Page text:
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Can consumers expect high of value-added tax?

(Xinhua)

10:08, October 31, 2011

BEIJING, Oct. 31 (Xinhuanet) -- Who will benefit the most from China's newly passed value-added tax reform? Consumers, it is really hard to say that.

The State Council last week approved a pilot program to replace the turnover tax with a value-added tax (VAT) in Shanghai from Jan. 1, 2012.

This pilot program would probably be the first step in the adjustment of China's taxation structure in the coming years, noted Lu Zhengwei, chief economist at Industrial Bank.

It aims to diminish double taxation and reduce tax burdens for the service sector, said Jia Kang, director of the Research Institute for Fiscal Science under the Ministry of Finance.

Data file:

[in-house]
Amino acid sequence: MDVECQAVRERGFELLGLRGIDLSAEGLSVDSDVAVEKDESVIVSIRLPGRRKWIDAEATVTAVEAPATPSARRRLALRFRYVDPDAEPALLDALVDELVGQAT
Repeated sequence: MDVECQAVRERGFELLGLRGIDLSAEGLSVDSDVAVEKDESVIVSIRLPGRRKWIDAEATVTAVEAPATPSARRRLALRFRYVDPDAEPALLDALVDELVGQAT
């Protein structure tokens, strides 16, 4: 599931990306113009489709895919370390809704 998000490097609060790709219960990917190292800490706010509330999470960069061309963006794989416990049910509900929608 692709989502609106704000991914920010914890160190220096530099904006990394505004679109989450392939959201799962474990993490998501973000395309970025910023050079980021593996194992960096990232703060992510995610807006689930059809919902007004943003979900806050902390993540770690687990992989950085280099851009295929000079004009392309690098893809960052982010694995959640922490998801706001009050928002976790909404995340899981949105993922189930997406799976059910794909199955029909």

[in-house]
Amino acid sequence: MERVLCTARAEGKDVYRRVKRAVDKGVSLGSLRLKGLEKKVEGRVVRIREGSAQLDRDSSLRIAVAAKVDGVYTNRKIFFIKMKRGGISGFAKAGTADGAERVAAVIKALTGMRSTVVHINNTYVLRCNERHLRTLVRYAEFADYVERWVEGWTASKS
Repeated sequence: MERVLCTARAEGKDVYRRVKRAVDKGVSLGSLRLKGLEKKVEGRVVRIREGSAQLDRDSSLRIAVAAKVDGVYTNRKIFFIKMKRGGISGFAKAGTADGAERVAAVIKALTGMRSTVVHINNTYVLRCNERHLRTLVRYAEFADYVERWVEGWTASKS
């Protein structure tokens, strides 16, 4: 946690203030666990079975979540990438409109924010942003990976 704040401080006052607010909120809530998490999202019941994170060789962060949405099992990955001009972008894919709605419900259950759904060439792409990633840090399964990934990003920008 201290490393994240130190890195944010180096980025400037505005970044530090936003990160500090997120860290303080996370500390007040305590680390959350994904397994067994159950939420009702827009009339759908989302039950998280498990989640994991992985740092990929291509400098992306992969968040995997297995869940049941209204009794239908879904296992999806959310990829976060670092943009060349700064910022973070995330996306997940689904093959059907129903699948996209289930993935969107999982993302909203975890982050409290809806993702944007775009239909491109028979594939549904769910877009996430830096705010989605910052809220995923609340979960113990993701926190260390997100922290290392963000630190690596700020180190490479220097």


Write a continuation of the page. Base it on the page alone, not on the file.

It is key to a bigger overhaul of China's tax regime that is aimed at producing a fairer economic system.

The turnover tax refers to a tax on the gross revenue of a business, while a VAT refers to a tax levied on the difference between a commodity's price before taxes and its cost of production.

According to the Ministry of Finance, the government collected 7.13 trillion yuan in taxes during the first nine months of 2011, of which the VAT accounted for 1.82 trillion yuan.

The value-added tax and business tax were the No. 1 and No. 4 top earners in China's tax revenues in 2010. The value-added tax accounted for 29 percent and business tax, 15 percent.

Under the reform, VAT rates will be lowered from current 17 percent and 13percent to 11percent and 6 percent.


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